Interest in peer lending credit has surged with the IPOs of two large marketplace lenders but just how big could the industry get?
The successful initial public offers of shares from Lending Club and OnDeck Capital have brought a huge increase in media attention to the peer lending credit space. The two offers raised over $1 billion in capital and online originations last year totaled more than previous years combined.
As the industry moves from an alternative form of finance to the mainstream, the question is just how big could peer lending credit become?
Peer Lending Credit: An Industry Hard to Define
True definitions in the peer lending credit space seem to be blurring with a big variance in business models. Even the two pure-play peer to peer lenders, Prosper and Lending Club, have a large institutional investor base so it is not necessarily just peer investors lending to borrowers. Beyond the two peer lending credit platforms, the distinction is even more blurred. Check out my peer lending sites review for a more detailed description on the two p2p marketplace lenders.
OnDeck Capital and several other large players like SoFi allow investing in loans but only for accredited investors and institutional players. There’s also a whole industry of smaller players like Avant Credit that lend out on their own capital.
Loan types offered also vary by platform. Prosper Marketplace has remained committed to its focus on personal lines of credit while Lending Club has moved into the small business space. SoFi has made its mark in educational and mortgage loans and OnDeck Capital specializes in business loans.
The growth in the peer and online lending space is so strong that it has easily supported the many business models and investor demand has remained high. This growth is likely to continue for at least a couple of years as borrowers become more comfortable with online lending. Eventually the different business models and companies will start to consolidate once growth slows.
Peer Lending Market Potential More than 1,600 Times Larger
It took Prosper Marketplace eight years to originate its first billion in loans. The second largest marketplace lender originated its second billion in loans over just six months in 2014. In the third quarter of 2014, Lending Club saw its first quarter of one-billion in origination.
Even at this feverish growth, the peer lending credit industry is still just a fraction of the total market for consumer credit and other loans. Revolving credit, mostly balances on credit cards, topped $858 billion in the last quarter of 2013. Non-revolving consumer credit, led by the $1.2 trillion student loan market, jumped to $2.1 trillion last year.
The financial crisis choked off the $70 trillion market for small business loans and regulation under Dodd-Frank and Basel III are making it difficult for traditional banks to carry out their role as primary financiers. The Federal Reserve reports in a special paper on P2P Lending and small business credit that banks account for 60% of small business credit, followed by finance companies (15%) and other sources (25%) like brokerage and leasing companies. The median small business loan was for $20,000 which is well under the maximum allowed even for personal credit on the peer lending platforms.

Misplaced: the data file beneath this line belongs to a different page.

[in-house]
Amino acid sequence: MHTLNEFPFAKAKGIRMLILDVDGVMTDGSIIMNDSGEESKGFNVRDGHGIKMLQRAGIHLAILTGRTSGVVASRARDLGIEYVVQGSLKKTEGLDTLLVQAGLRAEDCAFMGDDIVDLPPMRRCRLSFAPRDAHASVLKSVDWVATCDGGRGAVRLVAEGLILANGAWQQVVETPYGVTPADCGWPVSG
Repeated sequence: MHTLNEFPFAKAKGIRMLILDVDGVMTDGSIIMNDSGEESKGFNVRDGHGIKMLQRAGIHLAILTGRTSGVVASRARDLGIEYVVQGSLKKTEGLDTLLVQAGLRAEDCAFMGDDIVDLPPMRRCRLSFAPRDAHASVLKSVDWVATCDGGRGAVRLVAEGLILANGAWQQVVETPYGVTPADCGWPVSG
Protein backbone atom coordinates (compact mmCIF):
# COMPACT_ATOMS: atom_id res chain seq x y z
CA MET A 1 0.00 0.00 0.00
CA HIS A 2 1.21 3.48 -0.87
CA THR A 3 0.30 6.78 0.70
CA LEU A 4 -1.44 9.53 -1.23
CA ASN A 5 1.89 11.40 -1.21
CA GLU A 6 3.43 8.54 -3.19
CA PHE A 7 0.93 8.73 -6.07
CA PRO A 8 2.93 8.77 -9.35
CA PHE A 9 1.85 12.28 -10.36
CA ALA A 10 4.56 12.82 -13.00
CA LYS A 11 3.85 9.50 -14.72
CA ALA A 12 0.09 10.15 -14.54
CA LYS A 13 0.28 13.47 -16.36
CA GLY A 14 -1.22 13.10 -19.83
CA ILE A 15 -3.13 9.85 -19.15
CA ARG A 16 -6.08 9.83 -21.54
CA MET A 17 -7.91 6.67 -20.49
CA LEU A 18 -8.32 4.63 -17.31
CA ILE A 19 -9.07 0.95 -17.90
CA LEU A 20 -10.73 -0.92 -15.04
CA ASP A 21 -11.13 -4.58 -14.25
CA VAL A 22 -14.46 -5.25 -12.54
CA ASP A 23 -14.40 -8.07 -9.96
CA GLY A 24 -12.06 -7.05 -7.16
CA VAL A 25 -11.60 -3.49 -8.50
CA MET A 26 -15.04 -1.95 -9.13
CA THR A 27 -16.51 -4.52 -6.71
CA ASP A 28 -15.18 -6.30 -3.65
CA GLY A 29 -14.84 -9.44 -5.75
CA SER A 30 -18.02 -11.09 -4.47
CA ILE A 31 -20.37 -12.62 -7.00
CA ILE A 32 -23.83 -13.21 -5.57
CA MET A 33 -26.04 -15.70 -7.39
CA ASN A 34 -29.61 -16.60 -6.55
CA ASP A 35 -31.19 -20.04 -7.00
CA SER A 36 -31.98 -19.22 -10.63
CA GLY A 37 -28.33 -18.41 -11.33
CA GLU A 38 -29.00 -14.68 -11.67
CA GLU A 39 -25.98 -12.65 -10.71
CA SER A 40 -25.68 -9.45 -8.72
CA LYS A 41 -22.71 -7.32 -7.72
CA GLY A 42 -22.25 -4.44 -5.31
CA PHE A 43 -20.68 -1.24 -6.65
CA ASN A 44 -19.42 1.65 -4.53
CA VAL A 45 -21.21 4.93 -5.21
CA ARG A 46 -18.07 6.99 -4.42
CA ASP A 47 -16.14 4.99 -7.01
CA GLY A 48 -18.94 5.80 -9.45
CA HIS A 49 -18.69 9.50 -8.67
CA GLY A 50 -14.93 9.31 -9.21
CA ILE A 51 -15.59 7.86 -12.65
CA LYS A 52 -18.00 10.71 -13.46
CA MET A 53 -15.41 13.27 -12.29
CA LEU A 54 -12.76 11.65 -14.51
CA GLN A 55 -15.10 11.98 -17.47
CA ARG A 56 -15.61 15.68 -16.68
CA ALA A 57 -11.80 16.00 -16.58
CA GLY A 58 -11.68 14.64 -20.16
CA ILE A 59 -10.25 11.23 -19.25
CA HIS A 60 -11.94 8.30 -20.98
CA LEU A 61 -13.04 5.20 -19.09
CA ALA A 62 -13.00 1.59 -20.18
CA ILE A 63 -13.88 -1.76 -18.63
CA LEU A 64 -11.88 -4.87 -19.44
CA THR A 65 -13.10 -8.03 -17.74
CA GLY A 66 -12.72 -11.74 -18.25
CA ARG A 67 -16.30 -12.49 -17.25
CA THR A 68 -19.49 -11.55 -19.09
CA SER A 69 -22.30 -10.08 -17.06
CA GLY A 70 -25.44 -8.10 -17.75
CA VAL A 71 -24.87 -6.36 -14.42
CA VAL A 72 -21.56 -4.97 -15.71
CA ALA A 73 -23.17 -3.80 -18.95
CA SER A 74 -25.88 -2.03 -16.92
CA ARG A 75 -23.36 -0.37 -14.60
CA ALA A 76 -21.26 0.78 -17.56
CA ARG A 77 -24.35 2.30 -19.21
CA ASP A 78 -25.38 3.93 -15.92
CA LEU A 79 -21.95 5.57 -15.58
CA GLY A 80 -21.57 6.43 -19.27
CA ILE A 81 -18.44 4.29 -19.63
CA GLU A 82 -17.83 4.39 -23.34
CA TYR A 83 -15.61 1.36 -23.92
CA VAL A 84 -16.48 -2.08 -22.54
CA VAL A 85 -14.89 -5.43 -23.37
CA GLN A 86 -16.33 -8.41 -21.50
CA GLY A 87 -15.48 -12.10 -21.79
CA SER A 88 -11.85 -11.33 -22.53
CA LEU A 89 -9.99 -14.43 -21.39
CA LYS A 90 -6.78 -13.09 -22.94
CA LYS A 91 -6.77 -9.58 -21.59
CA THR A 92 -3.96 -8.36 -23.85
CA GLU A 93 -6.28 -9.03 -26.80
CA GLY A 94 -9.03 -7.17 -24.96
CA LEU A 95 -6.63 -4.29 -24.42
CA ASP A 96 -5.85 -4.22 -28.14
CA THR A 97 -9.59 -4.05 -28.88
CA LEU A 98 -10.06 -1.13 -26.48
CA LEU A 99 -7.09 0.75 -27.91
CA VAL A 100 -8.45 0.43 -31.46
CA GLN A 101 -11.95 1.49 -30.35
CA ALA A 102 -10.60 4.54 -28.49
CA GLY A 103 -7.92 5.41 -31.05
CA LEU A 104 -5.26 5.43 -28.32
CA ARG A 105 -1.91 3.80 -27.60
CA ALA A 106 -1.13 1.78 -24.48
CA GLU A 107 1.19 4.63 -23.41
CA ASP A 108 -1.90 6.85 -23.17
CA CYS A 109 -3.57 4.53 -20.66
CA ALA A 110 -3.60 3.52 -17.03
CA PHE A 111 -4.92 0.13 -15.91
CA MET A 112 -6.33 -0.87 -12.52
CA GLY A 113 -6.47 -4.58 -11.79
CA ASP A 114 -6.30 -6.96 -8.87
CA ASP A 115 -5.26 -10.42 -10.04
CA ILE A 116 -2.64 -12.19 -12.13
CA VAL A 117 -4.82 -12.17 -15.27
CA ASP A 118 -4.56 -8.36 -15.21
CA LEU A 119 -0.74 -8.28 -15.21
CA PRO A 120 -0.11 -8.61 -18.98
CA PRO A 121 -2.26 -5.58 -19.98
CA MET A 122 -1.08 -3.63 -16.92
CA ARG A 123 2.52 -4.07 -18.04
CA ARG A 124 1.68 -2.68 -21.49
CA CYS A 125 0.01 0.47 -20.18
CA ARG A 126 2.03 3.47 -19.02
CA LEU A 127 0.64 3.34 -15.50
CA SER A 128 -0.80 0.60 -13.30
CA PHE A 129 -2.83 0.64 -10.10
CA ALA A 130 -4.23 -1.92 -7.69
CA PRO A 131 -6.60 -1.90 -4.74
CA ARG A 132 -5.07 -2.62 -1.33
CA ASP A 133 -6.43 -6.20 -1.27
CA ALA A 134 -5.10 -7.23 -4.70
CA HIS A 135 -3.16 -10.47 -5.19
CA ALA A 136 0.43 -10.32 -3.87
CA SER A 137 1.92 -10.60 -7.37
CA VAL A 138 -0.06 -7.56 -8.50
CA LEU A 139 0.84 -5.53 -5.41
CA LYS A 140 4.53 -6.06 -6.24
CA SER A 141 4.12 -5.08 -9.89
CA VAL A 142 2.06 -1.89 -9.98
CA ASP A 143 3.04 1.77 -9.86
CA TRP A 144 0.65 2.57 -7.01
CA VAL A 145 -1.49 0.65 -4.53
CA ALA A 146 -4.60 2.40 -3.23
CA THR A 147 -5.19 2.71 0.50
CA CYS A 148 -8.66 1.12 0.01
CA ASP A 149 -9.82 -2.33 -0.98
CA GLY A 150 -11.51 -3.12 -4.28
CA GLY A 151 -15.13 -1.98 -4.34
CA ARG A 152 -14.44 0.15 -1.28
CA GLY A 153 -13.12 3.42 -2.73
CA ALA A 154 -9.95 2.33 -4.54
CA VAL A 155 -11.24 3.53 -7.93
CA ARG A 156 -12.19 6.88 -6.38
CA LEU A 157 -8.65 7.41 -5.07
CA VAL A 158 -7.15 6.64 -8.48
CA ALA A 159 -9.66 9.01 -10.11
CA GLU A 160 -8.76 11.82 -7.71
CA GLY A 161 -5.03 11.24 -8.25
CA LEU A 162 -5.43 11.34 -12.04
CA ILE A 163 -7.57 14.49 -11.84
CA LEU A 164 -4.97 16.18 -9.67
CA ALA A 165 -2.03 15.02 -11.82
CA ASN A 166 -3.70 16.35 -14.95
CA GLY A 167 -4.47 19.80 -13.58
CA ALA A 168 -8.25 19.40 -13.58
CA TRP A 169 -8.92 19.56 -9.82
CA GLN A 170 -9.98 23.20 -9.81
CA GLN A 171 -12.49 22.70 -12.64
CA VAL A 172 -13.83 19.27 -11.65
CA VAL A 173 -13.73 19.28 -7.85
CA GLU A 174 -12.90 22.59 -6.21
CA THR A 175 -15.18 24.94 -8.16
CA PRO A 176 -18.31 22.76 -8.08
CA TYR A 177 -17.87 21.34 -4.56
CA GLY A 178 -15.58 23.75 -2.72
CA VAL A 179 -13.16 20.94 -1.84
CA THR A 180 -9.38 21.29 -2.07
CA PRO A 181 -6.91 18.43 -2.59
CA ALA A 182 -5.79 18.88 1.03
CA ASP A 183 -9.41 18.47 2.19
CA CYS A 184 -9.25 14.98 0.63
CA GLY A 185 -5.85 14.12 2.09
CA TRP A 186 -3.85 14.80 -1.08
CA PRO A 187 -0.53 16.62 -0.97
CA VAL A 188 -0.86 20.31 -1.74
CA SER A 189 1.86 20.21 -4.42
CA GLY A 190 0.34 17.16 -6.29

The rise of peer lending credit could not have come at a better time for small businesses. According to a paper published by Harvard Business School, loans from traditional banks to small businesses in the United States have fallen by 20% since 2008 while loans to larger companies are only up 4% over the period.
While most peer lending platforms remain focused on consumer credit, the potential exists for the industry to move into the $13.3 trillion mortgage industry. In fact, at a total outstanding balance just under $10 billion, the peer lending space is less than a tenth of a percent the size of the total U.S. credit market.
The peer lending credit space holds several advantages over traditional lending that may work to its favor in grabbing market share. Costs related to operating physical branch locations account for up to 35% of a banks total operating expenses. Through cost advantages, Foundation Capital estimates that marketplace lending can reduce costs by as much as 4% compared to traditional banks. Some of those savings will be passed through to borrowers as lower rates and could help persuade people to go online for their next loan.
Moving away from the stale model of reliance on credit scores, online platforms are tapping algorithms to gauge creditworthiness and may mean greater flexibility for the industry. The returns to peer lending have been so strong and regulatory burden has gotten so great that Prosper Marketplace is seeing traditional banks invest in the platform’s loans. Ron Suber, President of Prosper, recently told me in an interview on the future of peer lending that banks have become regular investors as a way to place their capital rather than originate loans themselves.
Growth in the peer lending space is likely to resemble the pattern set by online retailing. Even after more than a decade of development, growth in online retailing still far exceeds traditional retailing but only accounts for just over 8% of the total retail market. Even at just 5% of the total lending market, peer lending could reach more than $800 billion or more than 80 times its current size.